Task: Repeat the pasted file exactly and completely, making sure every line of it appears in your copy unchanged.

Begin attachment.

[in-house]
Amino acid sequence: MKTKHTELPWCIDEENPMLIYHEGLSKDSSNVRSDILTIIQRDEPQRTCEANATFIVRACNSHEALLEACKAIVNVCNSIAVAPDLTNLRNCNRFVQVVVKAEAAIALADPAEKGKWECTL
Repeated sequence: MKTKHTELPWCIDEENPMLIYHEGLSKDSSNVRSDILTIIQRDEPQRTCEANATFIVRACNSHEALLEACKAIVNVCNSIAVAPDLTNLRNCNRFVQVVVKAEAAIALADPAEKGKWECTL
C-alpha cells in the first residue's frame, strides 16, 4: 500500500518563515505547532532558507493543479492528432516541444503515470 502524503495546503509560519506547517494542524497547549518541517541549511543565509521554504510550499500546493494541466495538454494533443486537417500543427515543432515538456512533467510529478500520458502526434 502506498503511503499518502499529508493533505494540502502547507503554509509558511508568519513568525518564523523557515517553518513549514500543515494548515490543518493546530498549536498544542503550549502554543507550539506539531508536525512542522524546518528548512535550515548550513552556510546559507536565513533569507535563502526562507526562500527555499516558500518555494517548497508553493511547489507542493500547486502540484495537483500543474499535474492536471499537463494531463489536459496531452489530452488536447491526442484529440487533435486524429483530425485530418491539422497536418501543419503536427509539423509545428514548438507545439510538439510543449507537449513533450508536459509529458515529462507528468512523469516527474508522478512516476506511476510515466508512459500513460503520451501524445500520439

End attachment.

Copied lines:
[in-house]
Amino acid sequence: MKTKHTELPWCIDEENPMLIYHEGLSKDSSNVRSDILTIIQRDEPQRTCEANATFIVRACNSHEALLEACKAIVNVCNSIAVAPDLTNLRNCNRFVQVVVKAEAAIALADPAEKGKWECTL
Repeated sequence: MKTKHTELPWCIDEENPMLIYHEGLSKDSSNVRSDILTIIQRDEPQRTCEANATFIVRACNSHEALLEACKAIVNVCNSIAVAPDLTNLRNCNRFVQVVVKAEAAIALADPAEKGKWECTL
C-alpha cells in the first residue's frame, strides 16, 4: 500500500518563515505547532532558507493543479492528432516541444503515470 502524503495546503509560519506547517494542524497547549518541517541549511543565509521554504510550499500546493494541466495538454494533443486537417500543427515543432515538456512533467510529478500520458502526434 502506498503511503499518502499529508493533505494540502502547507503554509509558511508568519513568525518564523523557515517553518513549514500543515494548515490543518493546530498549536498544542503550549502554543507550539506539531508536525512542522524546518528548512535550515548550513552556510546559507536565513533569507535563502526562507526562500527555499516558500518555494517548497508553493511547489507542493500547486502540484495537483500543474499535474492536471499537463494531463489536459496531452489530452488536447491526442484529440487533435486524429483530425485530418491539422497536418501543419503536427509539423509545428514548438507545439510538439510543449507537449513533450508536459509529458515529462507528468512523469516527474508522478512516476506511476510515466508512459500513460503520451501524445500520439